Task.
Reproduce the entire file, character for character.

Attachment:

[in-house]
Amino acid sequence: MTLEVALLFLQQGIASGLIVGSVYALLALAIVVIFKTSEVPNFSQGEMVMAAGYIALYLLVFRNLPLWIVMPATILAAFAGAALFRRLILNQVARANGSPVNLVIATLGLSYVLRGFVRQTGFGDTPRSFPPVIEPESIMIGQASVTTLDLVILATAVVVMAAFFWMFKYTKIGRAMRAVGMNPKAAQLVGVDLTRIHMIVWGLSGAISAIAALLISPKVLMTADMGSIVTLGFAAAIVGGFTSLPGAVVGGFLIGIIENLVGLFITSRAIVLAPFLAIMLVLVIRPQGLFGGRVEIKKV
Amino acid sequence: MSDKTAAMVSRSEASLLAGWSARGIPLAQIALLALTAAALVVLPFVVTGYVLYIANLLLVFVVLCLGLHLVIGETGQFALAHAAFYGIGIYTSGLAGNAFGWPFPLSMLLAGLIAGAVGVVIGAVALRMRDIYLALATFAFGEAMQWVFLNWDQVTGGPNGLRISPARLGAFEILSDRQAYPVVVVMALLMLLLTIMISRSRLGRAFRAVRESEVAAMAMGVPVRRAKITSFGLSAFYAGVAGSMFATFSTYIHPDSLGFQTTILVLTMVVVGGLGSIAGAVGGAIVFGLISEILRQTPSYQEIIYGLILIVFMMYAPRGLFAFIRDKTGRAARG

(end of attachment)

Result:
[in-house]
Amino acid sequence: MTLEVALLFLQQGIASGLIVGSVYALLALAIVVIFKTSEVPNFSQGEMVMAAGYIALYLLVFRNLPLWIVMPATILAAFAGAALFRRLILNQVARANGSPVNLVIATLGLSYVLRGFVRQTGFGDTPRSFPPVIEPESIMIGQASVTTLDLVILATAVVVMAAFFWMFKYTKIGRAMRAVGMNPKAAQLVGVDLTRIHMIVWGLSGAISAIAALLISPKVLMTADMGSIVTLGFAAAIVGGFTSLPGAVVGGFLIGIIENLVGLFITSRAIVLAPFLAIMLVLVIRPQGLFGGRVEIKKV
Amino acid sequence: MSDKTAAMVSRSEASLLAGWSARGIPLAQIALLALTAAALVVLPFVVTGYVLYIANLLLVFVVLCLGLHLVIGETGQFALAHAAFYGIGIYTSGLAGNAFGWPFPLSMLLAGLIAGAVGVVIGAVALRMRDIYLALATFAFGEAMQWVFLNWDQVTGGPNGLRISPARLGAFEILSDRQAYPVVVVMALLMLLLTIMISRSRLGRAFRAVRESEVAAMAMGVPVRRAKITSFGLSAFYAGVAGSMFATFSTYIHPDSLGFQTTILVLTMVVVGGLGSIAGAVGGAIVFGLISEILRQTPSYQEIIYGLILIVFMMYAPRGLFAFIRDKTGRAARG